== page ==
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Canal Boating Article: Montgomery

Visit Montgomery from the following marina(s)

Blackwater Marina

Length: 38 miles but only 7 miles navigable from the Llangollen Canal at Frankton Junction.
Locks: 8 (in this 7 mile section)
Aqueducts: 1.


Linked to: Llangollen Canal


Originally known as the Montgomeryshire Canal after the former county of Montgomeryshire. The canal soon fell into disuse following a breach in 1936 and was officially abandoned in 1944. During 20th century with the revival of canal use it became part restored and known as the Montgomery Canal. At present only 7miles, of this stretch, is opened from Frankton Junction.


The Montgomery Canal has been designated a Site of Special Scientific Interest and is most noted for its aquatic plants.


A lock keeper is in attendance at Frankton Junction to unlock the gates and to assist passage. You MUST book a passage 24 hours prior to your arrival and access is between 12.00 and 1400 only - Bookings can be made by phoning British Waterways on 01606 723800.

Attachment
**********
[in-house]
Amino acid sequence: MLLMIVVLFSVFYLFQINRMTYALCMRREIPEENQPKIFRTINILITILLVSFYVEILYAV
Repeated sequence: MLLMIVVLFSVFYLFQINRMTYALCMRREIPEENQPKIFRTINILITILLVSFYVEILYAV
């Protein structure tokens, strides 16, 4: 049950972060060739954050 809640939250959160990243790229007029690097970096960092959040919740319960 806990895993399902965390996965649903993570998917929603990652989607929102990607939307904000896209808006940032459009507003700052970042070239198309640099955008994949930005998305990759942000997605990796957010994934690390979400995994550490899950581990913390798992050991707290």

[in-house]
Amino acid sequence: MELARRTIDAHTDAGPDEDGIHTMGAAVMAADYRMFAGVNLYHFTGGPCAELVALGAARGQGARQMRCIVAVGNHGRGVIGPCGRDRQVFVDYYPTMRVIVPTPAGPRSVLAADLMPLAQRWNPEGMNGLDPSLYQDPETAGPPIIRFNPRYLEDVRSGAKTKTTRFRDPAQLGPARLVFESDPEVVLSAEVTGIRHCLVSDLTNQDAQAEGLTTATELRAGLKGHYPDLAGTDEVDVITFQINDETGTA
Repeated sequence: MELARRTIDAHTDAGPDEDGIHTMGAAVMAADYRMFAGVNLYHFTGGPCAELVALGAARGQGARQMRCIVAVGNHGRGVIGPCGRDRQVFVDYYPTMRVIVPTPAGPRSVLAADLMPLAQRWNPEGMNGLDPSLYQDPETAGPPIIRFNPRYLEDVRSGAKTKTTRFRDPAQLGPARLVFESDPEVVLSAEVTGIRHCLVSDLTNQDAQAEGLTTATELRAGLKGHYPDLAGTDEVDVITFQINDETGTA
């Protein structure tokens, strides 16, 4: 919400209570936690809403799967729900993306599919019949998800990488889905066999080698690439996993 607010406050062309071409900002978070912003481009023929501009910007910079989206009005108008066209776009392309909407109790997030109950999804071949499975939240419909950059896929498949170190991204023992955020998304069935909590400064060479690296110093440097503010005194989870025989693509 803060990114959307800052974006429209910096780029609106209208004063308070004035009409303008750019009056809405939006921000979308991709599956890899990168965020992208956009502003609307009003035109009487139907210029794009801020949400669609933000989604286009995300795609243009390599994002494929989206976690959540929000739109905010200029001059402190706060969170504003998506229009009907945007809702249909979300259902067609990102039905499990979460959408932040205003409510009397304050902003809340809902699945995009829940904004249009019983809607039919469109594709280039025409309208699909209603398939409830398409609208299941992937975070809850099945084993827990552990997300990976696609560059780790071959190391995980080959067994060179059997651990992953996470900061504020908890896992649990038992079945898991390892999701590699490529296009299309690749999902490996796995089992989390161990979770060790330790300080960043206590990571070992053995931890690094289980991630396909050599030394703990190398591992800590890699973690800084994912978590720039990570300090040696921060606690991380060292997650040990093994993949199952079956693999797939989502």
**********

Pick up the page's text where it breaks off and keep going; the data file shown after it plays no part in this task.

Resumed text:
Perry Aqueduct - (The new Perry Aqueduct) Spanning the River Perry and constructed of steel trough sections. It is built at site of the old stone built aqueduct which had been demolished.


Maesbury – A beautifully preserved village largely built alongside the canal. The village offers a Post Office, Shop and tea room all within easy access of the canal.


Aston Nature Reserve - As part of the English restoration Aston Nature reserve is being extended to provide a major new wetland areas. Otters are frequent visitors to the reserve and waters voles are returning to the canal after an absence of many years.


Llanymynech - This small pretty village stands on the border between England (Shropshire) and Wales (Powys). The boarder runs straight through the village centre so half is in England and the other in Wales. The village is flanked by enormous limestone cliffs and a walk up the quarried face of Llanymynech is well worth it for the stunning views.


Guilsfield Arm – Leads to the terminus at Tyddyn Basin which at one time contained coal and lime wharves. Now part of a nature reserve there are plenty of place to stop for a picnic and there are stunning views across to Breiddin Hills




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